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The Daily Wildcat

The Daily Wildcat


UA pioneers research for safer imaging

Jim O’Rourke
Jim O’Rourke / Arizona Daily Wildcat Richard Ziolkowski, an electrical and computer engineering professor, is spearheading a three-year project to make a imager that could detect certain chemicals, pathogens and tumors.

Researchers in the department of electrical and computer engineering have been awarded a National Science Foundation grant to make a high-resolution imager that would enhance the UA’s imaging research.

The foundation gave researchers from the UA College of Engineering a $530,000 grant to design, build and test a high-resolution spectral imager. This machine will conduct tests by emitting terahertz rays, which have frequencies that extend from the lower end of the infrared band until the beginning of the microwave band on the electromagnetic spectrum.

One of the project’s leading researchers, Richard Ziolkowski, a professor of optical sciences and electrical and computer engineering, has been a pioneer in the emerging study of the “terahertz gap.”

Terahertz, Ziolkowski said, “is non-ionizing radiation,” which does not cause an atom or molecule to lose an electron. Because the frequency of terahertz rays is less than that of visible light but more than that of microwave radiation, terahertz can be used to identify objects in ways that had previously been impossible without causing damage. This makes the development of Ziolkowski’s spectral imager highly coveted, especially by security firms, material manufacturers and biomedical researchers.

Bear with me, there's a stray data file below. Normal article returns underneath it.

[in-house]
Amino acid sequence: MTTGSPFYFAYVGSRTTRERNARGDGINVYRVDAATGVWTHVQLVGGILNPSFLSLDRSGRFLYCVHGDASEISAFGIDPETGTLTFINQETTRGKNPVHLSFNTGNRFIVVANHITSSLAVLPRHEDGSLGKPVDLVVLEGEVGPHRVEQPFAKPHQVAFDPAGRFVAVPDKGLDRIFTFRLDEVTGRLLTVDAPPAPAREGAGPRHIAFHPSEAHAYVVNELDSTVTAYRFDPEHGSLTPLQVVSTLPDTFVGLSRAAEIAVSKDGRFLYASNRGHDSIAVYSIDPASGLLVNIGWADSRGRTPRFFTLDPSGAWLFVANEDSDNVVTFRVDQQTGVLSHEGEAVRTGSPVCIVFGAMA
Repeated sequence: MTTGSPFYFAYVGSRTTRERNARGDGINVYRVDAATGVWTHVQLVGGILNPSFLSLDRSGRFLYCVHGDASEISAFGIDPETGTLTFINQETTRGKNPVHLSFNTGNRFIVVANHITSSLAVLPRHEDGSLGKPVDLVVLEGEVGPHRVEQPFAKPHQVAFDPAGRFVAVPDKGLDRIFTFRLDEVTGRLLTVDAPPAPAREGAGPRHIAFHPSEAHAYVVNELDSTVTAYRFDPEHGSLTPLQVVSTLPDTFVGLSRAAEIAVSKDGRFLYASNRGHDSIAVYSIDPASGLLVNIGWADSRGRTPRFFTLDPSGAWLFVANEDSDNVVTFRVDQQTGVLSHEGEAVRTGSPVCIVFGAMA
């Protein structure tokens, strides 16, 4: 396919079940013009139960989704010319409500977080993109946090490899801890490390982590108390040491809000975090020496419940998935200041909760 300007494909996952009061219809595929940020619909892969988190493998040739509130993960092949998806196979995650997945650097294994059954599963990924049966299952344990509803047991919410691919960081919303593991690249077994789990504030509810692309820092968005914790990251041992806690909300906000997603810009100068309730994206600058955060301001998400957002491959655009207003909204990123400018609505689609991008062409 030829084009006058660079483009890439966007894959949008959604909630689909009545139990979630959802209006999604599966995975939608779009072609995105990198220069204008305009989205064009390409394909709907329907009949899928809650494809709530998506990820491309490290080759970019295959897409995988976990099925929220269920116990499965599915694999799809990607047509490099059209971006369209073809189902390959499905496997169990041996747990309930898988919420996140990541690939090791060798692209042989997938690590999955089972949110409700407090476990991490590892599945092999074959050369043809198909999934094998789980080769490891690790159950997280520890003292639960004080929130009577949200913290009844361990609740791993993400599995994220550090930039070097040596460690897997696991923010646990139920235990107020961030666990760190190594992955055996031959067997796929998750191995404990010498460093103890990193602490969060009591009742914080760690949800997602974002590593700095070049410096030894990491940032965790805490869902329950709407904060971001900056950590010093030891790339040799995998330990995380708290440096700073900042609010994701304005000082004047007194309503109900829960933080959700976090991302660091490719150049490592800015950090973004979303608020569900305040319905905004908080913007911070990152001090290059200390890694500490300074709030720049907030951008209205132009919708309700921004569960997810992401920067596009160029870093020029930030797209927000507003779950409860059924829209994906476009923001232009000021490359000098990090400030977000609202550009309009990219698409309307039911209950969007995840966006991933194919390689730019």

“Raytheon would be interested,” Ziolkowski said. “Companies can’t do this on their own.”

The cost of building such a high quality instrument is out of the question for most companies, but possible for universities with funding from organizations like the National Science Foundation. In addition to the funding received from the foundation, the College of Engineering and Leslie Tolbert provided $238,000 for the project.

“One of the nice things about being at a university is being able to try new things,” Ziolkowski said. “That’s hard to do at a company.”

Students are already expressing interest in using the new imager.

“I am very excited,” said Ning Zhu, Ziolkowski’s research assistant and a graduate student in electrical and computer engineering. “I am looking forward to replacing X-ray imaging systems with THz imaging systems that use safer, non-ionizing radiation to detect specific chemicals, such as those associated with explosives at airports.”

The higher the resolution of the spectral imager, the more effectively objects can be identified. In melanoma testing, Ziolkowski said, terahertz radiation will show “not just the spot on the surface but how far it has spread around the spot.”

“It will take three years to model, fabricate and get the spectral imager in working condition,” Ziolkowski said. “The hope would be after two years to have a working device.”

During the final year, Ziolkowski said he hopes they’ll “see things others haven’t.”

Ziolkowski will work on the modeling for the imager while researchers Hao Xin, an electrical and computer engineering faculty member, and Michael Gehm, an assistant professor of electrical and computer engineering, will work on constructing the equipment.

“Being at the forefront is the important part,” Ziolkowski said. “You don’t know what you’re going to find.”

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